The famous shot in American history heard round the world actually wasn’t. Heard round the world, that is. Let’s get all nitpicky, shall we, as it was probably heard by a few.
But a common question heard by cross-cultural workers the world over, now we’re talking about ALL. AROUND. THE. WORLD.
How long will you be home?
When do you go home?
Do you consider Asia your home?
Where is your home?
By family, by friends, by locals, by random strangers, by our kids, by our teammates, by our own hearts. In every nook and cranny of this globe echoes a variation involving the idea of home.
Can I get a witness?
What is up with the obsession with home? Didn’t Jim Reeves sing “This world is not my home I’m just a passing through. My treasures are laid up somewhere beyond the blue.”
Not to creep you out, but the next verse in the song is about joining his mom in glory. His mom. Not his creator or savior or redeemer. And how he can’t feel at home in this world anymore because his mom is in Gloryland. (I’m sorry to ruin the song for you and no wonder I was familiar with just the first verse.)
Now part of me gets that our final hope is not here on earth and that heaven is our ultimate home. But, I don’t think we’re supposed to mark our time on earth like we are prisoners counting off the days on a long sentence. We are not here by accident or to do penance and this sense of home runs so very deeply.
C.S. Lewis wrote in Pilgrim’s Regress “Be sure it is not for nothing that the Landlord has knit our hearts so closely to time and place – to one friend rather than another and one shire more than all the land.”
And isn’t that what makes a place or person home? Knitting (leave it to an old bachelor to bring sewing into the discussion!). Being knit to family, to friends, to this house or room or city or climate or type of cooking.
I hadn’t realized how much my sense of home was tied to locations until I wrote about leaving Lawrence, Kansas and how sad I was. A friend commented that he’d moved so much during his life that “home” isn’t rooted in places for him, instead it’s in people. My first response was “That’s ridiculous, home isn’t housed in people, it’s housed in places.” But since I’m polite and all, of I just said, what a lovely idea.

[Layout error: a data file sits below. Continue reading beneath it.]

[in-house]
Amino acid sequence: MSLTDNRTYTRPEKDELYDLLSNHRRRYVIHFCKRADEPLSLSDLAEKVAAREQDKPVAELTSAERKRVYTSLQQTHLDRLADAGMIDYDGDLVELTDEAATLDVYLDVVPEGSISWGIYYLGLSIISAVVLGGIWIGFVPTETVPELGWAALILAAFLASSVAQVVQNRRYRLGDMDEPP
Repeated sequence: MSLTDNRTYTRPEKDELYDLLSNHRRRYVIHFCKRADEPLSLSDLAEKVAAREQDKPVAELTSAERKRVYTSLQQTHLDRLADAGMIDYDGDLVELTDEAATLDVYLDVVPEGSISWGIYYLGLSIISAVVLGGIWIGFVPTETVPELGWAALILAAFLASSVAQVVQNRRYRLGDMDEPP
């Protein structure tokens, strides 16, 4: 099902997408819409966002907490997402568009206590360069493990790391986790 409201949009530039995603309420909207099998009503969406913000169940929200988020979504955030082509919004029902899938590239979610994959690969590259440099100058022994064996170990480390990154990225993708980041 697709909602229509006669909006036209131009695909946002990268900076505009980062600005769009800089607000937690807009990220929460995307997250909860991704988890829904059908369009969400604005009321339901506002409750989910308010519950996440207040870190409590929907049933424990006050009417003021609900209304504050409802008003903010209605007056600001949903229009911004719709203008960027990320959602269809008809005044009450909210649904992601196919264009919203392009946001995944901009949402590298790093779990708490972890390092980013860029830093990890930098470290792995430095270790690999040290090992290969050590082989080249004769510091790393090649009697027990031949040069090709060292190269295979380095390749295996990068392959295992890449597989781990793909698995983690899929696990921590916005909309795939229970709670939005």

In reflection, I see how experience impacts our sense of home. At age three we moved into “my permanent address” – you know, the one where all my mail goes when I live overseas. The one I gave in kindergarten when we were pulled out of class one-by-one to check how high we could count, did we know our colors, what was our phone number and address.
I could drift far and wide in the world because that house anchored me.
And my family is small. Growing up, I had bajillions of great-aunts and uncles. Many of whom didn’t have children, so my childhood was filled with these colorful characters who kept dying on me. By the end of college I had three grandparents left, one great aunt, one aunt and no first cousins. If home is rooted in people, well, I was on a sinking ship.
Throw into the mix that I have spent the majority of adulthood in Asia … in two different apartments (once again, see how strongly place is reinforced in my story?). Two homes in nearly twenty years.
Back to the questions asked above. In answer, this has become the truest response I have to offer: I am always home and I am never home.
When I am in Asia, am I home? Yes, oh yes. Parts of me make sense in Asia in ways that are just odd in the U.S. When I’m in the U.S. am I home? Yes, oh yes.
As C.S. Lewis said, it is not for nothing that we are knit to places and people.
This is where I’ve landed after wrestling with, thinking about, loving and at times hating, that we are called to live in (at least) two cultures – it’s not to make us feel fractured (though it can have that affect) or play with us – instead, it is to broaden us, deepen us, and refine us as image bearers when it comes to the idea of home.
Home sweet home. Part of the cost and the blessing of our lives is that wherever we are, we are home and at the same time missing a part of ourselves.
Over to you – what has helped influence your sense of home? How do you answer the question about home?